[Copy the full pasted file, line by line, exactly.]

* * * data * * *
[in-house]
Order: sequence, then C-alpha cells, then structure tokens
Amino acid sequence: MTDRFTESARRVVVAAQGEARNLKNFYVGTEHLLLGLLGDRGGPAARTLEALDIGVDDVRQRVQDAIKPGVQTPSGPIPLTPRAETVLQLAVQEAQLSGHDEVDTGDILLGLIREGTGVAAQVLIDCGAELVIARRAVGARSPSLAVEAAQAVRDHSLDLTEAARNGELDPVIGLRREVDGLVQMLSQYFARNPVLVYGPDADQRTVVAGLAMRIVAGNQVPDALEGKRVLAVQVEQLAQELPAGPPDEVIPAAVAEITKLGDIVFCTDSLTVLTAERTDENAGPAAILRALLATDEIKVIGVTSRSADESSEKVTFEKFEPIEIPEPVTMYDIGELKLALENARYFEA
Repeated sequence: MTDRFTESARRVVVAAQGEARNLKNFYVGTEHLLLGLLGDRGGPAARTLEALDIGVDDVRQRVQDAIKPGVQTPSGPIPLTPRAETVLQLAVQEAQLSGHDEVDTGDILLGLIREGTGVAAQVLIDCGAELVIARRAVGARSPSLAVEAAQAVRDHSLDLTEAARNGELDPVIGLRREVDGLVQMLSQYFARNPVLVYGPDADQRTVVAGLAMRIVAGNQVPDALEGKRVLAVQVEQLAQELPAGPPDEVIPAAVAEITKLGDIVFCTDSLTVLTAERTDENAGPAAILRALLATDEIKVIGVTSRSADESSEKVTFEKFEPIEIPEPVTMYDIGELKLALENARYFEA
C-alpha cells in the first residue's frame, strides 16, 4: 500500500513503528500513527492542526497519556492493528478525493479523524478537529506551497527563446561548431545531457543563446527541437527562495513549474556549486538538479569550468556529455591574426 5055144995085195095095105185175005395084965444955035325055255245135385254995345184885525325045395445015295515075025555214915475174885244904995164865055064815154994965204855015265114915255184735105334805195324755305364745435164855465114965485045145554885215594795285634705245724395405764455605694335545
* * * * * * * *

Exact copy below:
[in-house]
Order: sequence, then C-alpha cells, then structure tokens
Amino acid sequence: MTDRFTESARRVVVAAQGEARNLKNFYVGTEHLLLGLLGDRGGPAARTLEALDIGVDDVRQRVQDAIKPGVQTPSGPIPLTPRAETVLQLAVQEAQLSGHDEVDTGDILLGLIREGTGVAAQVLIDCGAELVIARRAVGARSPSLAVEAAQAVRDHSLDLTEAARNGELDPVIGLRREVDGLVQMLSQYFARNPVLVYGPDADQRTVVAGLAMRIVAGNQVPDALEGKRVLAVQVEQLAQELPAGPPDEVIPAAVAEITKLGDIVFCTDSLTVLTAERTDENAGPAAILRALLATDEIKVIGVTSRSADESSEKVTFEKFEPIEIPEPVTMYDIGELKLALENARYFEA
Repeated sequence: MTDRFTESARRVVVAAQGEARNLKNFYVGTEHLLLGLLGDRGGPAARTLEALDIGVDDVRQRVQDAIKPGVQTPSGPIPLTPRAETVLQLAVQEAQLSGHDEVDTGDILLGLIREGTGVAAQVLIDCGAELVIARRAVGARSPSLAVEAAQAVRDHSLDLTEAARNGELDPVIGLRREVDGLVQMLSQYFARNPVLVYGPDADQRTVVAGLAMRIVAGNQVPDALEGKRVLAVQVEQLAQELPAGPPDEVIPAAVAEITKLGDIVFCTDSLTVLTAERTDENAGPAAILRALLATDEIKVIGVTSRSADESSEKVTFEKFEPIEIPEPVTMYDIGELKLALENARYFEA
C-alpha cells in the first residue's frame, strides 16, 4: 500500500513503528500513527492542526497519556492493528478525493479523524478537529506551497527563446561548431545531457543563446527541437527562495513549474556549486538538479569550468556529455591574426 5055144995085195095095105185175005395084965444955035325055255245135385254995345184885525325045395445015295515075025555214915475174885244904995164865055064815154994965204855015265114915255184735105334805195324755305364745435164855465114965485045145554885215594795285634705245724395405764455605694335545